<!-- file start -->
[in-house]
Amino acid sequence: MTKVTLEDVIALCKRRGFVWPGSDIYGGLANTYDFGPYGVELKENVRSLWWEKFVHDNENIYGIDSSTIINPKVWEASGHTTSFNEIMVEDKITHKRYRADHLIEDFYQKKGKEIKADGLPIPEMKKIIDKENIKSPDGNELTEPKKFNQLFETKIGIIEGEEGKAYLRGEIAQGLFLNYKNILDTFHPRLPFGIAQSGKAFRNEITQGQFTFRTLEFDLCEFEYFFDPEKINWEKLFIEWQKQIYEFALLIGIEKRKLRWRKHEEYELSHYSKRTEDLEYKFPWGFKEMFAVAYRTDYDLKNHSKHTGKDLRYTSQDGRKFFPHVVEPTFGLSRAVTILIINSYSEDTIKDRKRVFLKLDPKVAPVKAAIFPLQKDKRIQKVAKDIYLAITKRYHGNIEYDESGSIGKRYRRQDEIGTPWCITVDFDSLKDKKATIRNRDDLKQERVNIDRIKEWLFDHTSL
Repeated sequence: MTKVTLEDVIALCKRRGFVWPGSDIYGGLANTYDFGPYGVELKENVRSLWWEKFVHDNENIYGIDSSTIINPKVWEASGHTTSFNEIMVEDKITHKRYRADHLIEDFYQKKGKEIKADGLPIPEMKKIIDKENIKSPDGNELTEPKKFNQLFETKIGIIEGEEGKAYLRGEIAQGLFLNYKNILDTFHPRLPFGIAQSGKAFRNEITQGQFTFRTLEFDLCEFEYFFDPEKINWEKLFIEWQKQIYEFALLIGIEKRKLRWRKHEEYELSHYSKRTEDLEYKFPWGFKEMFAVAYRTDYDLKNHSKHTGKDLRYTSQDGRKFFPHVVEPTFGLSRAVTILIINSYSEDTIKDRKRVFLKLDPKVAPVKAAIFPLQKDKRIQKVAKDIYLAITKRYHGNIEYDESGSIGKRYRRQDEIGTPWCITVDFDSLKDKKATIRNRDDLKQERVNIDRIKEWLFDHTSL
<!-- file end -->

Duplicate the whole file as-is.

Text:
[in-house]
Amino acid sequence: MTKVTLEDVIALCKRRGFVWPGSDIYGGLANTYDFGPYGVELKENVRSLWWEKFVHDNENIYGIDSSTIINPKVWEASGHTTSFNEIMVEDKITHKRYRADHLIEDFYQKKGKEIKADGLPIPEMKKIIDKENIKSPDGNELTEPKKFNQLFETKIGIIEGEEGKAYLRGEIAQGLFLNYKNILDTFHPRLPFGIAQSGKAFRNEITQGQFTFRTLEFDLCEFEYFFDPEKINWEKLFIEWQKQIYEFALLIGIEKRKLRWRKHEEYELSHYSKRTEDLEYKFPWGFKEMFAVAYRTDYDLKNHSKHTGKDLRYTSQDGRKFFPHVVEPTFGLSRAVTILIINSYSEDTIKDRKRVFLKLDPKVAPVKAAIFPLQKDKRIQKVAKDIYLAITKRYHGNIEYDESGSIGKRYRRQDEIGTPWCITVDFDSLKDKKATIRNRDDLKQERVNIDRIKEWLFDHTSL
Repeated sequence: MTKVTLEDVIALCKRRGFVWPGSDIYGGLANTYDFGPYGVELKENVRSLWWEKFVHDNENIYGIDSSTIINPKVWEASGHTTSFNEIMVEDKITHKRYRADHLIEDFYQKKGKEIKADGLPIPEMKKIIDKENIKSPDGNELTEPKKFNQLFETKIGIIEGEEGKAYLRGEIAQGLFLNYKNILDTFHPRLPFGIAQSGKAFRNEITQGQFTFRTLEFDLCEFEYFFDPEKINWEKLFIEWQKQIYEFALLIGIEKRKLRWRKHEEYELSHYSKRTEDLEYKFPWGFKEMFAVAYRTDYDLKNHSKHTGKDLRYTSQDGRKFFPHVVEPTFGLSRAVTILIINSYSEDTIKDRKRVFLKLDPKVAPVKAAIFPLQKDKRIQKVAKDIYLAITKRYHGNIEYDESGSIGKRYRRQDEIGTPWCITVDFDSLKDKKATIRNRDDLKQERVNIDRIKEWLFDHTSL